Overdose prevention sites – the big debate in Windsor Ontario
The conversation got louder after the first National Drug Overdose Day in Windsor Ontario. Overdose prevention sites, Supervised injection sites or in reality. DEATH prevention sites. In the Medical field we always talk about prevention, or being proactive rather than reactive with our health. If the Opiate crisis was a disease we would have we would have immediate aid similar to the SARS epidemic. If you check the Windsor Essex County Health Unit, the site gives outdated information from 2015 called the
The shocking statistics in 2015 include:
The total rate of opioid users in WEC was 18.9% greater than the provincial rate of opioid users; when compared to 49 other regions in Ontario, WEC has the 7th highest rate of opioid users.
Overdose prevention sites – what substance abuse costs Hospitals
According to the Canadian Centre on Substance Use and Addiction,
Substance abuse is a serious and increasingly costly health issue in Canada. The cost of hospitalizing people with substance use disorders (SUDs) increased 22% over five years to $267 million in 2011 from $219 million in 2006, according to CCSA’s report on SUDs and hospital use. Alcohol was the substance most responsible, costing 54% of the total cost of SUD-related hospital stays.
An open letter has been sent to the Ministry of Health – Christine Elliott asking when the hold on Overdose Prevention sites will be removed. According to this letter they informed Minister Elliott that:
As health providers, we’ve seen first-hand the lives saved by harm reduction services. Since supervised consumption services and overdose prevention sites began opening in mid-2017, they’ve already saved 917 lives by reversing overdoses. With 1,400 lives lost from opioid overdoses in Ontario since the beginning of 2017, we are starting to make a significant difference. That’s 917 families who didn’t receive the worst news possible. That’s 917 people who still have a chance to build a better life.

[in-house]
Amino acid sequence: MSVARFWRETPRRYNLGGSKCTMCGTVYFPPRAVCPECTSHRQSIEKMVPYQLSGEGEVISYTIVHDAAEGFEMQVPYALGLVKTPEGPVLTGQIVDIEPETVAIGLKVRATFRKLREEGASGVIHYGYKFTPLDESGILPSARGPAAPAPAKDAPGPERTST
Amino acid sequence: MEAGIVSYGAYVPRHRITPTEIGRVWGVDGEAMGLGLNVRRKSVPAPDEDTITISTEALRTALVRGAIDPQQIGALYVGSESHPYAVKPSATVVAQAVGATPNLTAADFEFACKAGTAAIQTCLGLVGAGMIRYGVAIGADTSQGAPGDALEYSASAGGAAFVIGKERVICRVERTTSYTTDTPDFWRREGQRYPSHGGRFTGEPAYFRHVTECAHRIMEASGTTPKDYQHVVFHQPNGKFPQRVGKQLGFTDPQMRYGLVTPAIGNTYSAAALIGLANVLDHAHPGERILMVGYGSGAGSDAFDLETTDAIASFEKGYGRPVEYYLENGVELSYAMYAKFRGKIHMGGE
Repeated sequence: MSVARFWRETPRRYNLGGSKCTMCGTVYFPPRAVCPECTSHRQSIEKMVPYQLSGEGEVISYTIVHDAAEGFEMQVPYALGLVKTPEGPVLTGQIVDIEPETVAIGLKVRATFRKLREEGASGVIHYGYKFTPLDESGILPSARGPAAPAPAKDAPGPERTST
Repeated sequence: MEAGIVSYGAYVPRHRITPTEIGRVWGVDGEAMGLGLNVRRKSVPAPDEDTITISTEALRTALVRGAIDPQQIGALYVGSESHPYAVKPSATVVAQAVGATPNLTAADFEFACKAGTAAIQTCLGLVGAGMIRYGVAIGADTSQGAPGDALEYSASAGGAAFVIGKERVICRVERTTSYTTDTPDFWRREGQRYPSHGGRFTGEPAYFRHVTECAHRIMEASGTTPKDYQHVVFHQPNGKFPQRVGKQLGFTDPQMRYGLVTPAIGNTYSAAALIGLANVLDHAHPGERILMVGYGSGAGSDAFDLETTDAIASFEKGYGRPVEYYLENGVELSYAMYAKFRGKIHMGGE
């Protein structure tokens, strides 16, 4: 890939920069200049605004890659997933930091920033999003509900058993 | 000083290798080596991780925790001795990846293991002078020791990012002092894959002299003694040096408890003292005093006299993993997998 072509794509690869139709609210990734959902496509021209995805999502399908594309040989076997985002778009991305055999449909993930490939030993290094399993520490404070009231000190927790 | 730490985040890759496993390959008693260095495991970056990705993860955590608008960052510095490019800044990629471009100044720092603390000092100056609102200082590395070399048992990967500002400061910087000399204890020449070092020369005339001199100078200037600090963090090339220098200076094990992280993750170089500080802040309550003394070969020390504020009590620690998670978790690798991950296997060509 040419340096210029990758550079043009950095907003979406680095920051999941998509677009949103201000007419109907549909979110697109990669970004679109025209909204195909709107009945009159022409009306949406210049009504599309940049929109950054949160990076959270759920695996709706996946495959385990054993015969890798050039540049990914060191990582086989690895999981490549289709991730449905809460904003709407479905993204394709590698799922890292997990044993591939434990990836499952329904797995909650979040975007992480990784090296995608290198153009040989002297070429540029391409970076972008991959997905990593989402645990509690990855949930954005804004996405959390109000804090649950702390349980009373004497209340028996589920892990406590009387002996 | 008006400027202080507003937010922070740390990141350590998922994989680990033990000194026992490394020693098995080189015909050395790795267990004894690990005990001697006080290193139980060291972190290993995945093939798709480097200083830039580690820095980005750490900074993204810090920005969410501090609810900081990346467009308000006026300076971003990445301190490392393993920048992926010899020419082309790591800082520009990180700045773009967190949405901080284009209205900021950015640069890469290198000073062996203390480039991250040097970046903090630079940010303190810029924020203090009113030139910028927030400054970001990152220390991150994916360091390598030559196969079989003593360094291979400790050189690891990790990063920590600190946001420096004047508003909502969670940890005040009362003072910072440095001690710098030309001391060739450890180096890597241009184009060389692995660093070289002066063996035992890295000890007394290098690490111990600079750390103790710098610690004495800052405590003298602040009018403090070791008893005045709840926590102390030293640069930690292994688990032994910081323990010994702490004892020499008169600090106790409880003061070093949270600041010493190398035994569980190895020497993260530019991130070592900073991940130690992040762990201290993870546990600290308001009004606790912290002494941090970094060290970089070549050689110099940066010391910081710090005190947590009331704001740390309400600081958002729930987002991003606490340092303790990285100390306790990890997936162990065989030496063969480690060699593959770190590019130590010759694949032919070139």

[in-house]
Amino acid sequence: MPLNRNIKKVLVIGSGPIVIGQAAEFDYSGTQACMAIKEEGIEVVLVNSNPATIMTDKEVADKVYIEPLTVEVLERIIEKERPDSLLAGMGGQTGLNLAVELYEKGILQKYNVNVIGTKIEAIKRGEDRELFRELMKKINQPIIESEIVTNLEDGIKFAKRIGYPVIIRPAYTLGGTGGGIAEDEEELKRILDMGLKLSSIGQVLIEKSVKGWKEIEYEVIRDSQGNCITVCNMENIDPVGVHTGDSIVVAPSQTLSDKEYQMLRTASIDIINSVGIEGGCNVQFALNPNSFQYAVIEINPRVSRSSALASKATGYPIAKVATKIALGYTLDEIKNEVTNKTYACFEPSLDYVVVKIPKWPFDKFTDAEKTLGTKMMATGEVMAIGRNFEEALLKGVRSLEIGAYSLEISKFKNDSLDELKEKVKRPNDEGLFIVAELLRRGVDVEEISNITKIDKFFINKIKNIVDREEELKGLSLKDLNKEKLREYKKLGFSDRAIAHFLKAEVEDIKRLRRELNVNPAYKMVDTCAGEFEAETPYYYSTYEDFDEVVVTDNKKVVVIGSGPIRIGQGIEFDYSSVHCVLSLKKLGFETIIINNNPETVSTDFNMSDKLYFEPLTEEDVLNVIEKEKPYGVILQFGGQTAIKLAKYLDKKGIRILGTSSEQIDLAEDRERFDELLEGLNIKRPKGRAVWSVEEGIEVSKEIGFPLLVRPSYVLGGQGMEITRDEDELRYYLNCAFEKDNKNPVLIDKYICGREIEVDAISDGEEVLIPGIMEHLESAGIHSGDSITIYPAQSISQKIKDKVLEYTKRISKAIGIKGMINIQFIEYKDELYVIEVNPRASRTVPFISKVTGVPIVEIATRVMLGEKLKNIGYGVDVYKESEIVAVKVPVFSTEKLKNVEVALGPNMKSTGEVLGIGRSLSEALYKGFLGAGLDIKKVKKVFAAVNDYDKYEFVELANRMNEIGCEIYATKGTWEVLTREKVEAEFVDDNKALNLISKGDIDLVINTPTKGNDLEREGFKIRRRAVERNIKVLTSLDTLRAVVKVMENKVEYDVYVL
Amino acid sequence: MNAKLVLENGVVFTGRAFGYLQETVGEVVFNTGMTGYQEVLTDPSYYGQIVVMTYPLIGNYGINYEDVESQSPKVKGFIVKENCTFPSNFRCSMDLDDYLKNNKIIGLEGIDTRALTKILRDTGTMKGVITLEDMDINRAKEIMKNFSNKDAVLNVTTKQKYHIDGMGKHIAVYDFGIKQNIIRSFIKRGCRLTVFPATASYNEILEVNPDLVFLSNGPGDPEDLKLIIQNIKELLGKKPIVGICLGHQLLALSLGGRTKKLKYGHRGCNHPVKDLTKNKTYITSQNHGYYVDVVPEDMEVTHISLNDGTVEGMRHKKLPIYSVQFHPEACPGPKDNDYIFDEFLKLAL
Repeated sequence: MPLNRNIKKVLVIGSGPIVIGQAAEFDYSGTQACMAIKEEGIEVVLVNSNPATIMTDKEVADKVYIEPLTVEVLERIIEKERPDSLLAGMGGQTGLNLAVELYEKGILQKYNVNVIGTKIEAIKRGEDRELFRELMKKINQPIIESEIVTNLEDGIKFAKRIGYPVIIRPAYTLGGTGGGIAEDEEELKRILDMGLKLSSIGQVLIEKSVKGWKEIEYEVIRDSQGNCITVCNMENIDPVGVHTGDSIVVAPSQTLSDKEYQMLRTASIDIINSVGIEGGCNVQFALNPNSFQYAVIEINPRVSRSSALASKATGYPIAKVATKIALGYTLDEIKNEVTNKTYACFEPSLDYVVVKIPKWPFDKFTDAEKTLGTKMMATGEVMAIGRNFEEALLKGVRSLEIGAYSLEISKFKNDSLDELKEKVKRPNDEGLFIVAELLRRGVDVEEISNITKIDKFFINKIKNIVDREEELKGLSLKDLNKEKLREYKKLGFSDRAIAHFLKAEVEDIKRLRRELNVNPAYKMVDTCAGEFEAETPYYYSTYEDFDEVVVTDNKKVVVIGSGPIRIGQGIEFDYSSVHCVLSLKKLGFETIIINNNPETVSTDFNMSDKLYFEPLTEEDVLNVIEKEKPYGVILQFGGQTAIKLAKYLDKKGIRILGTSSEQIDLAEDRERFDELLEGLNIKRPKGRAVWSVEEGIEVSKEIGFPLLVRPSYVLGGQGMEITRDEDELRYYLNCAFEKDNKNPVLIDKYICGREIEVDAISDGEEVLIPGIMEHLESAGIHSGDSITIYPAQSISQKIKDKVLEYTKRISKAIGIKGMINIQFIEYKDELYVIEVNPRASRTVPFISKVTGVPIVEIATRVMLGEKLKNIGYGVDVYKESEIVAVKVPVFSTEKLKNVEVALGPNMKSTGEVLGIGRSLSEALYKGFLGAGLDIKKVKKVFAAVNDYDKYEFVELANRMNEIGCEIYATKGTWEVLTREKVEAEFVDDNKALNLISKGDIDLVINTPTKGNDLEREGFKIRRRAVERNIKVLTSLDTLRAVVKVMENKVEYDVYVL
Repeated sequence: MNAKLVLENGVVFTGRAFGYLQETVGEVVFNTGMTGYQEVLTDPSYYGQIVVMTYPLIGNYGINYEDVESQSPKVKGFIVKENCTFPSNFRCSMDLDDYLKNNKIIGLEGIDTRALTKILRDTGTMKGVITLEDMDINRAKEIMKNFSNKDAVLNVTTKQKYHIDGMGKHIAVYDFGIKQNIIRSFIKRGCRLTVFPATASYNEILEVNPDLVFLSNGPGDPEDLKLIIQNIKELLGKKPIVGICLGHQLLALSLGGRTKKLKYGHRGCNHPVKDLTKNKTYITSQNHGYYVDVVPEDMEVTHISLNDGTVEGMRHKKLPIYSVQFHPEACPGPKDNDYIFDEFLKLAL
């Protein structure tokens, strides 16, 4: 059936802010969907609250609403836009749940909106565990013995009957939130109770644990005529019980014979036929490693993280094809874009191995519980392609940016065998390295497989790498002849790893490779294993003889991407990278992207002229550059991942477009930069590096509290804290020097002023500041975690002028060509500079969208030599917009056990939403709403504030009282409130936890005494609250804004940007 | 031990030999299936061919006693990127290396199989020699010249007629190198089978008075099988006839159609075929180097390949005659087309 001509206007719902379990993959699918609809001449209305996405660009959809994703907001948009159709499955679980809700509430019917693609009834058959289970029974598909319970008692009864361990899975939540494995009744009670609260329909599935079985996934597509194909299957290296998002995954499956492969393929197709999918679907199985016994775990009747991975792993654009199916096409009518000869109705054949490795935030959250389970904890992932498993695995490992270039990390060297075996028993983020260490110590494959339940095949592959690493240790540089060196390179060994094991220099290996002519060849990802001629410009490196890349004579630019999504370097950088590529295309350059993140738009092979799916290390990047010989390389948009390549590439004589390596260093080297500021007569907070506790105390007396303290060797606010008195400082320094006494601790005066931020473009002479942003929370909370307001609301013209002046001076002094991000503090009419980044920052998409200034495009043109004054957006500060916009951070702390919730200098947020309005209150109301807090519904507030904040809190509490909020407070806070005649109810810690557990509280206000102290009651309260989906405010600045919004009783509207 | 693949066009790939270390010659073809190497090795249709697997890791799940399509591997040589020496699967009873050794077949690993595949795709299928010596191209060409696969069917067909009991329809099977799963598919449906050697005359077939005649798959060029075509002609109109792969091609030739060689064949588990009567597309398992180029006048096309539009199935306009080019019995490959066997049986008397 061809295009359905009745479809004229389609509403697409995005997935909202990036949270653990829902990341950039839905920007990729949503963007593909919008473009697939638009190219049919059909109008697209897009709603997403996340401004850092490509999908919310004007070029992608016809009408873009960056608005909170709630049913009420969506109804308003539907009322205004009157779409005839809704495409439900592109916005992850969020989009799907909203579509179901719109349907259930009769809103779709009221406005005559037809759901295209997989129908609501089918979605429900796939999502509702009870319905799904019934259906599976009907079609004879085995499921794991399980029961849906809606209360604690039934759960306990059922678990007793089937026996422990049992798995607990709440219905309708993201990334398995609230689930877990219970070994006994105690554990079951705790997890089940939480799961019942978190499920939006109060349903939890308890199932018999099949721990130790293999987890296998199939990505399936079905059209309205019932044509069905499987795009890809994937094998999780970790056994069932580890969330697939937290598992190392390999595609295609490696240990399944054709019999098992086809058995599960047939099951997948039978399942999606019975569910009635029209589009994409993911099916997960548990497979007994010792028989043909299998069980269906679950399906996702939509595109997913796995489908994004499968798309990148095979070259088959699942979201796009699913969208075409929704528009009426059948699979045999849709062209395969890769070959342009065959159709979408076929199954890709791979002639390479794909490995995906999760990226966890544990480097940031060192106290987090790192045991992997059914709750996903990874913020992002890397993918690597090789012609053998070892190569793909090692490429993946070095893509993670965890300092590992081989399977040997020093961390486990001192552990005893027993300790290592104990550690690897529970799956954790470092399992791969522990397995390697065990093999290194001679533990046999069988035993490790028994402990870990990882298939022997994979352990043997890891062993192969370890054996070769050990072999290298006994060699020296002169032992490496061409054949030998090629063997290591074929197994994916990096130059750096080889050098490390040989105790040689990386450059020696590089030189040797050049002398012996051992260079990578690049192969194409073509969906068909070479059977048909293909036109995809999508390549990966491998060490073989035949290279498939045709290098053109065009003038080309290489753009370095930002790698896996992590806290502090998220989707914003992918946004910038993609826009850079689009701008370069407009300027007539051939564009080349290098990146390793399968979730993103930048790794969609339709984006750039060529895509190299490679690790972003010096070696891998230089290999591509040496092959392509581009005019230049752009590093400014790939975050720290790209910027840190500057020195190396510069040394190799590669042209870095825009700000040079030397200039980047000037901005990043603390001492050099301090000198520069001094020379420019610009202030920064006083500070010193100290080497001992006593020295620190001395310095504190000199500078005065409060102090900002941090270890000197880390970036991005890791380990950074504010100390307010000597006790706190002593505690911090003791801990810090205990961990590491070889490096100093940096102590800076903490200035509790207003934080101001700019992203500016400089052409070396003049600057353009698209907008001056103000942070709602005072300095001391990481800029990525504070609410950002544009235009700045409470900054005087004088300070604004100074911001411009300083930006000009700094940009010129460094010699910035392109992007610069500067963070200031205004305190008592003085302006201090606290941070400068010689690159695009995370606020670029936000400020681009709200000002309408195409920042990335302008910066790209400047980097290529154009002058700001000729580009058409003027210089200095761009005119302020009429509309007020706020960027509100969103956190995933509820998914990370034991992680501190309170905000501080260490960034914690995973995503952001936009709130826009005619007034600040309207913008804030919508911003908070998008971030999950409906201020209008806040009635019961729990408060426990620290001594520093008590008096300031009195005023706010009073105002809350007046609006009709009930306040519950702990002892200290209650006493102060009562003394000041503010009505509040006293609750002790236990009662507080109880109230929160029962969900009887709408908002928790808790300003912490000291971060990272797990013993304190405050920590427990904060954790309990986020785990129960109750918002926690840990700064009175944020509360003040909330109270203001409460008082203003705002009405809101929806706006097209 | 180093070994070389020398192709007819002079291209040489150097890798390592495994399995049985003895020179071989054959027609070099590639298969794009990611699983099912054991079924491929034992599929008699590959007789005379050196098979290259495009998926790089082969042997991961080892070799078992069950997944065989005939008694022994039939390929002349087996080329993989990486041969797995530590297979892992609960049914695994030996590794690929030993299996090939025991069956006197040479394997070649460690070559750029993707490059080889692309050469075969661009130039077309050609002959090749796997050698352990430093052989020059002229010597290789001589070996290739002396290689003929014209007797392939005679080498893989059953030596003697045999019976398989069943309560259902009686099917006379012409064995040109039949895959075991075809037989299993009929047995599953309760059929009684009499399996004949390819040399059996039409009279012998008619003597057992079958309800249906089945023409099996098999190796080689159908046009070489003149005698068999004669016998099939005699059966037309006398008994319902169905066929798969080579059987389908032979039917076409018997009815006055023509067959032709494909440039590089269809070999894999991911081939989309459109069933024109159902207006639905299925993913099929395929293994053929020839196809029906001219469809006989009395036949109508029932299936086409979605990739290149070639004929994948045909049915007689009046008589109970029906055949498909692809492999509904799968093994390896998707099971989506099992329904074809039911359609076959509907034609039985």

It should be noted that this letter was signed by 18 people in the Health and Wellness Industry. If it is about money, Minister Elliott needs to look at the cost of $38.4 billion a year that is presently being spent. The purpose of Overdose Prevention sites are to SAVE LIVES, and also reduce the costs of hospital visits.
The Chief of Police attended a USA/Canada roundtable on Opioids but will not agree to meet with a local supporter of a Windsor Overdose Prevention Site. Brandon Bailey a local addiction advocate, is vowing to open an unsanctioned site according to an article from the Windsor Star. Surprisingly the Chief of Police refused to meet with Brandon Bailey
Bailey indicated he was hopeful to sit down formally in the next week or two with the police chief to discuss his plans of opening a site.
“We want to work with police so people can feel safe they will not be arrested,” he said.
Frederick countered: “I won’t discuss this with him. This is a criminal enterprise in my opinion. There are still a lot of options open to us (on the drug overdose issue), but this would be criminal behaviour and it will not be tolerated.”
A criminal enterprise? There will be Naxalone kits there whose sole purpose is to save a life. What are Fredericks options that are open to us? How can it be considered criminal behaviour to not administer a life saving device. If you carry an epi-pen and see someone who is having an allergic reaction you would not think twice. Or the Heimlich manoeuvre if someone is choking. People are injecting themselves in a variety of places in Windsor. The Police are constantly patrolling and waking up these individuals to see if they are alive. It only makes sense to have a safe place.
The question is, when does the basic Human Rights Act come in that states:
“Every human being whose life is in peril has a right to assistance…Every person must come to the aid of anyone whose life is in peril, either personally or calling for aid, by giving him the necessary and immediate physical assistance, unless it involves danger to himself or a third person, or he has another valid reason.
And the Good Samaritan Act:
Ontario’s Good Samaritan Act. Ontario’s Good Samaritan Act protects a rescuer from any liability should they attempt to help a victim in distress. … The Good Samaritan Act ensures that fear of legal repercussion never stops someone from trying to help in an emergency.
The question in the open letter for the Minister of Health says:
“Since supervised consumption services and overdose prevention sites began opening in mid-2017, they’ve already saved 917 lives by reversing overdoses,” the letter said.
“With 1,400 lives lost from opioid overdoses in Ontario since the beginning of 2017, we are starting to make a significant difference. That’s 917 families who didn’t receive the worst news possible. That’s 917 people who still have a chance to build a better life.”
We need to put more pressure on our Minister of Health, and our Premier to make sure that no more lives are lost that could have been saved.